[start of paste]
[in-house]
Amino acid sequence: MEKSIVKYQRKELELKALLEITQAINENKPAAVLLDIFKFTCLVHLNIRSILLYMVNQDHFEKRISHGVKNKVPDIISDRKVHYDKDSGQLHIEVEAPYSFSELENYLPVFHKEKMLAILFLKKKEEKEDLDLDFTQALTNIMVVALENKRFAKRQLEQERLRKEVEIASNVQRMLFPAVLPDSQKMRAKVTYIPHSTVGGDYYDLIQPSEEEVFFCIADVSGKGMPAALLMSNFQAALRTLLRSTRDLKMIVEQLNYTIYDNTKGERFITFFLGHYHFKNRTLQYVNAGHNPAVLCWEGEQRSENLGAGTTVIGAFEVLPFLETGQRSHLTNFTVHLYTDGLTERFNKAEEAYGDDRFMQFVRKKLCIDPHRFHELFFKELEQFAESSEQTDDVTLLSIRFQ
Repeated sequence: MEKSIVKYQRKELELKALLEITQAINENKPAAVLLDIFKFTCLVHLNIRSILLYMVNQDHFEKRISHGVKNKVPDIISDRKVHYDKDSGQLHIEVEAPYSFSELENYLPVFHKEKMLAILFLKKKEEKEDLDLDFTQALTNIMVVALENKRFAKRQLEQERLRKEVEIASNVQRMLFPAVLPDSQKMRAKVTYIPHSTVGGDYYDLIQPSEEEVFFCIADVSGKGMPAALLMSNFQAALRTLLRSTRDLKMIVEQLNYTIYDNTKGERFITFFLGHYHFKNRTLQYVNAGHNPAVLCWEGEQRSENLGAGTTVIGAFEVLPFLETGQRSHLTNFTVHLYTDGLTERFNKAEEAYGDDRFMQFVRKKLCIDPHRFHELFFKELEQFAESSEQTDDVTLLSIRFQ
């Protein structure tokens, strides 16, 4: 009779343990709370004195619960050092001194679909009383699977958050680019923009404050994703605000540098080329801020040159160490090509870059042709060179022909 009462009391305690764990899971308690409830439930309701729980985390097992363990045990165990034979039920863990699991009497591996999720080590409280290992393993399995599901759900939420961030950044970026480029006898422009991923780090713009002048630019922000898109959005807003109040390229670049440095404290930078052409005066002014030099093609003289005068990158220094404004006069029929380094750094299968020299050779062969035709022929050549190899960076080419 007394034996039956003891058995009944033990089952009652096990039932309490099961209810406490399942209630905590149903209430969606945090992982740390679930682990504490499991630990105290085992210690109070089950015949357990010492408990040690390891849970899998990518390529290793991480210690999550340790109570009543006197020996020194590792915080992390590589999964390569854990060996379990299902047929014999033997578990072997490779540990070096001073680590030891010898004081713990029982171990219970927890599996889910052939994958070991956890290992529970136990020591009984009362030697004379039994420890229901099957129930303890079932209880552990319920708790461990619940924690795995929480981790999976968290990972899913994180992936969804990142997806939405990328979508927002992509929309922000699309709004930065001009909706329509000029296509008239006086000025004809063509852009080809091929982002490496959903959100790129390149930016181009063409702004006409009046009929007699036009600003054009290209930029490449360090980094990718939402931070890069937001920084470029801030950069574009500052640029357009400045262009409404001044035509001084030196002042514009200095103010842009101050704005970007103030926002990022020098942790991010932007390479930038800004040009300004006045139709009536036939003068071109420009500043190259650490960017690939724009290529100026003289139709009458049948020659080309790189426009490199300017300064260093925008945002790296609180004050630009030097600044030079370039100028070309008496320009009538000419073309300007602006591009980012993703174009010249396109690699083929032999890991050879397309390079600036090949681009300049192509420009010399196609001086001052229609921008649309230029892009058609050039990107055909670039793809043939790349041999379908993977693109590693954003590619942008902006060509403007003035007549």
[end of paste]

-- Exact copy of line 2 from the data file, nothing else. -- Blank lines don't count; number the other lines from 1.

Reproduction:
Amino acid sequence: MEKSIVKYQRKELELKALLEITQAINENKPAAVLLDIFKFTCLVHLNIRSILLYMVNQDHFEKRISHGVKNKVPDIISDRKVHYDKDSGQLHIEVEAPYSFSELENYLPVFHKEKMLAILFLKKKEEKEDLDLDFTQALTNIMVVALENKRFAKRQLEQERLRKEVEIASNVQRMLFPAVLPDSQKMRAKVTYIPHSTVGGDYYDLIQPSEEEVFFCIADVSGKGMPAALLMSNFQAALRTLLRSTRDLKMIVEQLNYTIYDNTKGERFITFFLGHYHFKNRTLQYVNAGHNPAVLCWEGEQRSENLGAGTTVIGAFEVLPFLETGQRSHLTNFTVHLYTDGLTERFNKAEEAYGDDRFMQFVRKKLCIDPHRFHELFFKELEQFAESSEQTDDVTLLSIRFQ